This devil pugnaciousness when feeding, mating, or just playing, has aided the spread of the disease, which can also be spread through shared eating. One evening in Tasmania, I took a high-speed road trip with Chrissy Pukk as she looked for fresh roadkill. The dead wombats, wallabies, possums and bandicoots picked up and fed to captive devils have to be "unadulterated" - no other scavenger can have taken a chunk from it. The saliva or blood of diseased devil could easily be spread this way. Later, I had a chanced to photograph Chrissy's roadkill collection, and her feeding a dead wallaby to the hungry little devils.

So - enjoy the devil photographs, and maybe say a prayer to the Prince of Darkness that his subjects recovered from this nastiness. And maybe, like me, you can dress up like a Tasmanian devil, as part of the ritual...

Wednesday, November 30, 2011

A Jackal's Life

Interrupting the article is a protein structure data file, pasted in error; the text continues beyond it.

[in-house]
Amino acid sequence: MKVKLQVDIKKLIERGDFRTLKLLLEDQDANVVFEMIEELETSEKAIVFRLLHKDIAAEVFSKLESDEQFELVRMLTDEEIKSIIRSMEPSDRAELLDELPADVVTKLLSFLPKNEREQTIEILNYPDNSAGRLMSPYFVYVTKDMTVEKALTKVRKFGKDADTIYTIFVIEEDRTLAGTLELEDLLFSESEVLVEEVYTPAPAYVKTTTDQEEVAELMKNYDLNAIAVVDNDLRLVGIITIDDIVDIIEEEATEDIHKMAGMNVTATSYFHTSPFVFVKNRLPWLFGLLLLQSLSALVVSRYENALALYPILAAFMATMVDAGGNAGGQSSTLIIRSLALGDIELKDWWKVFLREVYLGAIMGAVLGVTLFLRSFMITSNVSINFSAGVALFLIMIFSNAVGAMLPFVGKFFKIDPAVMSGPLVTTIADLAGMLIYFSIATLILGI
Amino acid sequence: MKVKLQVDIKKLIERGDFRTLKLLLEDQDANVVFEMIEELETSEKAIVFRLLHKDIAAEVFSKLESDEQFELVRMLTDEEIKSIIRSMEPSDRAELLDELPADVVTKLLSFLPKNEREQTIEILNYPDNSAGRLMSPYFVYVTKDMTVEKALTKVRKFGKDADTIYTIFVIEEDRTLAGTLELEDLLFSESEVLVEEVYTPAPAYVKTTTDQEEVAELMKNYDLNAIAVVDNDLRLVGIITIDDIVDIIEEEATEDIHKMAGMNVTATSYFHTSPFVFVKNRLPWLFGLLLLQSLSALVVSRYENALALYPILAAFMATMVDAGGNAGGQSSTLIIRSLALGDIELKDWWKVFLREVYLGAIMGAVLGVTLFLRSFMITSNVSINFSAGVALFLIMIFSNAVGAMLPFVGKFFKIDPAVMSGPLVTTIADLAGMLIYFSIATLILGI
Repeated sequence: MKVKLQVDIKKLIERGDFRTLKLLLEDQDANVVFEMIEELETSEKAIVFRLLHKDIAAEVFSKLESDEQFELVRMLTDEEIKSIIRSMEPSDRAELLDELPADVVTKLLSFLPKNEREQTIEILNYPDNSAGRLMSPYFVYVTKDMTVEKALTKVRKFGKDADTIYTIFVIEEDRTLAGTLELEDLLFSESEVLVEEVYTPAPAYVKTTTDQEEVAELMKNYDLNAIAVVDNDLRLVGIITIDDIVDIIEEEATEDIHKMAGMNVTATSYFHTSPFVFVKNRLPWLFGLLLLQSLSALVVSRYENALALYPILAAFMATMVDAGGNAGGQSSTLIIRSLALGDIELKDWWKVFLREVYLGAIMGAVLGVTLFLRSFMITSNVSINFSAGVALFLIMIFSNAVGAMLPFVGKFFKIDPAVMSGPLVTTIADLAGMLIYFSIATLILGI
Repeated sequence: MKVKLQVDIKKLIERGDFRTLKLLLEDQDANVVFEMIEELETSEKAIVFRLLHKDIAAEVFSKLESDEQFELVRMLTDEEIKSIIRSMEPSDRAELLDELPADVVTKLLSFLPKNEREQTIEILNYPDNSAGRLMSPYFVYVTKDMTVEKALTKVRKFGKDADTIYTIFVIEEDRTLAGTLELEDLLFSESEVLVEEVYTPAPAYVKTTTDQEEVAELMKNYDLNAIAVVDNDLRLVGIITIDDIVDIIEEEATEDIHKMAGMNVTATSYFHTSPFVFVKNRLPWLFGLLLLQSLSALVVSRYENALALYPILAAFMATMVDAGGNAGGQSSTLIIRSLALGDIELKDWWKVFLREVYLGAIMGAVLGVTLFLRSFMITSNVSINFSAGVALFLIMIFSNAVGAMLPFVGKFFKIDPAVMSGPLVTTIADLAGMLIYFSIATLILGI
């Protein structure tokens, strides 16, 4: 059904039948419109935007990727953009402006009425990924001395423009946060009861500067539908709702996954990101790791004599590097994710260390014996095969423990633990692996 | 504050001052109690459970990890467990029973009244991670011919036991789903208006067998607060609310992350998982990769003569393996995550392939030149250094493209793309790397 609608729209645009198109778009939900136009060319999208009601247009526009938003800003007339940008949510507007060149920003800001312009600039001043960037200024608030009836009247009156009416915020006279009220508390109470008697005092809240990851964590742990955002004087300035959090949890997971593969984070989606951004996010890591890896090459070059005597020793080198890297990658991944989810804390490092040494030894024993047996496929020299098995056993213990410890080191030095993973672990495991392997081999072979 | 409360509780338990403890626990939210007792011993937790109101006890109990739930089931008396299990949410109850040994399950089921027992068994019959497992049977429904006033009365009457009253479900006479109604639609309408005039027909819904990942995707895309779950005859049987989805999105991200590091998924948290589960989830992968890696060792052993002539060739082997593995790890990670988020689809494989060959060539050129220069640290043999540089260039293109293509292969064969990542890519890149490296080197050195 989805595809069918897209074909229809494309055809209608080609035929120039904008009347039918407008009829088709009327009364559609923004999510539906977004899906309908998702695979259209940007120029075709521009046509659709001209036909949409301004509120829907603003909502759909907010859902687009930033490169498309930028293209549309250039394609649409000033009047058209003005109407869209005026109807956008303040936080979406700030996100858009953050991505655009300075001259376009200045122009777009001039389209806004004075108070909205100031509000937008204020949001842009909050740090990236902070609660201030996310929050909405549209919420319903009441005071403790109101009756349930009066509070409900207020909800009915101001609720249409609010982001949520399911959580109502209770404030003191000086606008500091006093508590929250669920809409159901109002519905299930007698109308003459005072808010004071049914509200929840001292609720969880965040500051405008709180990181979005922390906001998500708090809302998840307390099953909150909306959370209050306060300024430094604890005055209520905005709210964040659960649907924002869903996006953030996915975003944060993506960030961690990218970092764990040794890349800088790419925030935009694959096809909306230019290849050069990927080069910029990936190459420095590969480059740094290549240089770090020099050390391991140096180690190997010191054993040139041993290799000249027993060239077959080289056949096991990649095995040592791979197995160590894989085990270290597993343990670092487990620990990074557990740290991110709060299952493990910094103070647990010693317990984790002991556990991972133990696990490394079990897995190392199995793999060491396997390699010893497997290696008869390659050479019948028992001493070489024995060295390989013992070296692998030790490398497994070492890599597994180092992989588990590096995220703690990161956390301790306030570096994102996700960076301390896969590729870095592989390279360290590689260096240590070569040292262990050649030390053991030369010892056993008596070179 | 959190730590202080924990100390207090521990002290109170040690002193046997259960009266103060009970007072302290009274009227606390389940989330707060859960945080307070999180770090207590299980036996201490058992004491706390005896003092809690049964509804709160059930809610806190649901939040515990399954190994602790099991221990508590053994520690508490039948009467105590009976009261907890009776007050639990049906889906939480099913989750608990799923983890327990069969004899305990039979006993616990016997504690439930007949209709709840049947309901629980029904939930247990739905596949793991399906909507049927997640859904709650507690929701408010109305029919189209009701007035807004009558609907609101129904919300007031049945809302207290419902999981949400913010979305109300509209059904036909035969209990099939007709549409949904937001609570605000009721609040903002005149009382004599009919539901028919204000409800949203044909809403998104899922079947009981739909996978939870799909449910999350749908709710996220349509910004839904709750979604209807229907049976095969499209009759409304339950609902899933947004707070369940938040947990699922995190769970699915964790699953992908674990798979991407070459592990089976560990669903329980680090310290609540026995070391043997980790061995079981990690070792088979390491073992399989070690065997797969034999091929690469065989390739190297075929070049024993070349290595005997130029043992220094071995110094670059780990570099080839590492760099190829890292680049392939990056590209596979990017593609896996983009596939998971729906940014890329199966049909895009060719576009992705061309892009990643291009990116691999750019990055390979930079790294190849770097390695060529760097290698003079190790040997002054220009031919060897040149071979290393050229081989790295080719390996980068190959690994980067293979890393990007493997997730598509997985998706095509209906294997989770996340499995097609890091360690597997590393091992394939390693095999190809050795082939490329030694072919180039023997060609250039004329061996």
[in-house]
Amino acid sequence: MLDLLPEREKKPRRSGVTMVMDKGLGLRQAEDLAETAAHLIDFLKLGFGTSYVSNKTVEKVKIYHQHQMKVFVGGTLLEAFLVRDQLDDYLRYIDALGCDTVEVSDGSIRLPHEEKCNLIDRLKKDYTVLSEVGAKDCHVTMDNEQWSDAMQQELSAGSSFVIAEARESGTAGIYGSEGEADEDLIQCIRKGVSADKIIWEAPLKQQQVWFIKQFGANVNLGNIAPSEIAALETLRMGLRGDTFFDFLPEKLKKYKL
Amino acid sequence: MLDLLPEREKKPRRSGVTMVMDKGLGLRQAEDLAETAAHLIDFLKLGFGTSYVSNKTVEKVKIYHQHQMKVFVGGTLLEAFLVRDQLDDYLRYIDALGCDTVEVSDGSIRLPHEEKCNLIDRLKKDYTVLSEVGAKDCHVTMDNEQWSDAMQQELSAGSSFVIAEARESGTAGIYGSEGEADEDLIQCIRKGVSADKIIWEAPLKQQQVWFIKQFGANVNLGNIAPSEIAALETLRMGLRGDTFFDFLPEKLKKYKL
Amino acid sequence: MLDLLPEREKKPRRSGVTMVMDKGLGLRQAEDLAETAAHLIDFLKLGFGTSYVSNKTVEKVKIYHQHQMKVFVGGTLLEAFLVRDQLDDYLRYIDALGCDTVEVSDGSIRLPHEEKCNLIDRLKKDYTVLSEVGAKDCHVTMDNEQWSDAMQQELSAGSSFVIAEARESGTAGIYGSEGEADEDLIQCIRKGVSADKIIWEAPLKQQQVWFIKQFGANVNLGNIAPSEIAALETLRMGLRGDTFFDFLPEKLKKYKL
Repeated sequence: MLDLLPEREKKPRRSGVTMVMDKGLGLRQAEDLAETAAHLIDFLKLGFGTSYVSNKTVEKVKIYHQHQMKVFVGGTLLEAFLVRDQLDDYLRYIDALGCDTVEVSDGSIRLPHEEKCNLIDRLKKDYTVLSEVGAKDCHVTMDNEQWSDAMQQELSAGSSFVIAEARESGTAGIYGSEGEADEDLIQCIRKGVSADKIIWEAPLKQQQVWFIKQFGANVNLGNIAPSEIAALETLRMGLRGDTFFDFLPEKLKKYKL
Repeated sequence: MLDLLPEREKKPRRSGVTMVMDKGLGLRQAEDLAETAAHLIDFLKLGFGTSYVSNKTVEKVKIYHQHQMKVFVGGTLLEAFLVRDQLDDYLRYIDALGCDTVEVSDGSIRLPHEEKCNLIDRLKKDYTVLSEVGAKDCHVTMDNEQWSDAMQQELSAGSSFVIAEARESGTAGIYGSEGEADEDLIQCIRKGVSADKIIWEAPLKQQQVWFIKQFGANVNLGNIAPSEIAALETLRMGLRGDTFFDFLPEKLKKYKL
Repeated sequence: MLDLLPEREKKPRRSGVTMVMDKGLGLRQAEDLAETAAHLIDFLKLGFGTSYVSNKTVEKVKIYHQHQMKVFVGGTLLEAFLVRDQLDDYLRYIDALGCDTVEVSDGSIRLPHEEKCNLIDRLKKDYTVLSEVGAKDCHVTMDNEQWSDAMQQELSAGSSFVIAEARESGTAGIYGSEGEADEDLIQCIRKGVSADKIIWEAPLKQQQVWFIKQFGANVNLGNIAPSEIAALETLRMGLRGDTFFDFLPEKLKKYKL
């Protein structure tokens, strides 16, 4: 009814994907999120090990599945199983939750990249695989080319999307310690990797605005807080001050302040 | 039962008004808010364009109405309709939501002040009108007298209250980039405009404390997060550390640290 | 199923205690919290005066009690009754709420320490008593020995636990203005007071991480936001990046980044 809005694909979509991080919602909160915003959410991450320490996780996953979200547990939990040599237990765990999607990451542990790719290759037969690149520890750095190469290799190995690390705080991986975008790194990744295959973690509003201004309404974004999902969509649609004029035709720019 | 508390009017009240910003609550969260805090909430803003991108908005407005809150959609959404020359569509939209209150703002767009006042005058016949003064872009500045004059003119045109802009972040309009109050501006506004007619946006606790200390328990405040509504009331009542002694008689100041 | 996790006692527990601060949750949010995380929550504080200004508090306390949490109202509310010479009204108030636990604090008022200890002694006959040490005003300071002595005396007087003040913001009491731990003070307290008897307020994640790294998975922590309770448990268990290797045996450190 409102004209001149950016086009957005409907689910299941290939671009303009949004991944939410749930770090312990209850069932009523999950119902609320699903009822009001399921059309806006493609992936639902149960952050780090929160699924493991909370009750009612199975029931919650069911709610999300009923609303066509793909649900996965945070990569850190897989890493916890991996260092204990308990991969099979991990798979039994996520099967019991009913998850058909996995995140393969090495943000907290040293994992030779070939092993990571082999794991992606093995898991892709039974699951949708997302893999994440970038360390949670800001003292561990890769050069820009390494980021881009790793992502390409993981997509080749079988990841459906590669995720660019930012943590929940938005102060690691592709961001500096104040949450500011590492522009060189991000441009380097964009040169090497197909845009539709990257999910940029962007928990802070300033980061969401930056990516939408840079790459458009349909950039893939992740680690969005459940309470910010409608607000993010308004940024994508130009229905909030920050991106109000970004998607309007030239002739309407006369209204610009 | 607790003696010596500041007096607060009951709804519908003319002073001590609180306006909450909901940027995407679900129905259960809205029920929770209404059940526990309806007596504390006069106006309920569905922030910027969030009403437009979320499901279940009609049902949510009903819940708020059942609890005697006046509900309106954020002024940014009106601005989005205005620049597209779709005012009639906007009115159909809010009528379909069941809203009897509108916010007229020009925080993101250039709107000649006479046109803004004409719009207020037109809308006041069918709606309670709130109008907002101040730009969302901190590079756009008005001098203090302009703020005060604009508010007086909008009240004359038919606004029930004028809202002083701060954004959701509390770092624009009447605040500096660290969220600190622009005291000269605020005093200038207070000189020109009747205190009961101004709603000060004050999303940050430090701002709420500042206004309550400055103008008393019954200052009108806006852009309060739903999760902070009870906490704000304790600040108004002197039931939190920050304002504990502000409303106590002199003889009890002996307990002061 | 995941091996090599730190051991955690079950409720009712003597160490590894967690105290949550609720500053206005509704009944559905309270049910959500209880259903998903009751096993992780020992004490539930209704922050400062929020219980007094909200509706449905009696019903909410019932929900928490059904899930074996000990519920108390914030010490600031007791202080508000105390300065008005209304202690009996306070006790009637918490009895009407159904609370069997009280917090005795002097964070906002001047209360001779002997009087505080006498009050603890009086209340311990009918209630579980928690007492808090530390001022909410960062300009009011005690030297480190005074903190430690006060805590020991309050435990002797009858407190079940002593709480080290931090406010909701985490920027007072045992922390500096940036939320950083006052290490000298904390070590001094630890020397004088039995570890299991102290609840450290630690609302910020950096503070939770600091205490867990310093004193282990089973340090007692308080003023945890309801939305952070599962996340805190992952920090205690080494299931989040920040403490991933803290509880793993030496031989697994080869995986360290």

Ancient Egyptians believed they were gods of the underworld, and that their evening yips and yowls were the haunting songs of the dead. Modern cultures dismissed them as cold-hearted and calculated killers, the vicious thugs of the animal world.
But as NATURE’s Jackals of the African Crater shows, the dog-like jackal lives a far more complicated — and challenging — life than many once believed. Indeed, jackals need all the creativity and cunning they can muster to survive on the rolling grasslands and marshes of Africa’s Ngorongoro Crater, where three species of jackal — golden, black-backed, and side-striped — struggle to raise families and find food.